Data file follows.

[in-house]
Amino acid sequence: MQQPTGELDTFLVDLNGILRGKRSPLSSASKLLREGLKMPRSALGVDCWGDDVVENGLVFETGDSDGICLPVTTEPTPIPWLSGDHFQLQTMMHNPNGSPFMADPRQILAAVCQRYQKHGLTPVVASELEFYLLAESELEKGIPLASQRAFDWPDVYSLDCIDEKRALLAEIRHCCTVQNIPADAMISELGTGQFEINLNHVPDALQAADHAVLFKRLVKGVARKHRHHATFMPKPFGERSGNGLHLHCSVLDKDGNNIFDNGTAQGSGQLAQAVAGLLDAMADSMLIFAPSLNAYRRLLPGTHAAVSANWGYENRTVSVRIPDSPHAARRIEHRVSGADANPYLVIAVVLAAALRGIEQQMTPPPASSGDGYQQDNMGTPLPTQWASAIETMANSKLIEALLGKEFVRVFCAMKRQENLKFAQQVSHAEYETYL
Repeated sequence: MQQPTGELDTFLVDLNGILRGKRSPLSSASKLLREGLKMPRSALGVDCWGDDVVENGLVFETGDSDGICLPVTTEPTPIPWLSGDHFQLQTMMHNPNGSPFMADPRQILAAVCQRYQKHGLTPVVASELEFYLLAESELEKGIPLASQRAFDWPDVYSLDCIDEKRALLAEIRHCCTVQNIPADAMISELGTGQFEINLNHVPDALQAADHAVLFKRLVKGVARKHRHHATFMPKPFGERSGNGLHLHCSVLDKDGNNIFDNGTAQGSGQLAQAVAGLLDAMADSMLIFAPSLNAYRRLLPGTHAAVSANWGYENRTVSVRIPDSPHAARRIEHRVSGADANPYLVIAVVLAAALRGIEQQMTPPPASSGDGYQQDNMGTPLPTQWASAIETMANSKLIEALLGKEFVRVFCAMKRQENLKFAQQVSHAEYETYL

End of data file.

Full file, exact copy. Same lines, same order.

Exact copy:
[in-house]
Amino acid sequence: MQQPTGELDTFLVDLNGILRGKRSPLSSASKLLREGLKMPRSALGVDCWGDDVVENGLVFETGDSDGICLPVTTEPTPIPWLSGDHFQLQTMMHNPNGSPFMADPRQILAAVCQRYQKHGLTPVVASELEFYLLAESELEKGIPLASQRAFDWPDVYSLDCIDEKRALLAEIRHCCTVQNIPADAMISELGTGQFEINLNHVPDALQAADHAVLFKRLVKGVARKHRHHATFMPKPFGERSGNGLHLHCSVLDKDGNNIFDNGTAQGSGQLAQAVAGLLDAMADSMLIFAPSLNAYRRLLPGTHAAVSANWGYENRTVSVRIPDSPHAARRIEHRVSGADANPYLVIAVVLAAALRGIEQQMTPPPASSGDGYQQDNMGTPLPTQWASAIETMANSKLIEALLGKEFVRVFCAMKRQENLKFAQQVSHAEYETYL
Repeated sequence: MQQPTGELDTFLVDLNGILRGKRSPLSSASKLLREGLKMPRSALGVDCWGDDVVENGLVFETGDSDGICLPVTTEPTPIPWLSGDHFQLQTMMHNPNGSPFMADPRQILAAVCQRYQKHGLTPVVASELEFYLLAESELEKGIPLASQRAFDWPDVYSLDCIDEKRALLAEIRHCCTVQNIPADAMISELGTGQFEINLNHVPDALQAADHAVLFKRLVKGVARKHRHHATFMPKPFGERSGNGLHLHCSVLDKDGNNIFDNGTAQGSGQLAQAVAGLLDAMADSMLIFAPSLNAYRRLLPGTHAAVSANWGYENRTVSVRIPDSPHAARRIEHRVSGADANPYLVIAVVLAAALRGIEQQMTPPPASSGDGYQQDNMGTPLPTQWASAIETMANSKLIEALLGKEFVRVFCAMKRQENLKFAQQVSHAEYETYL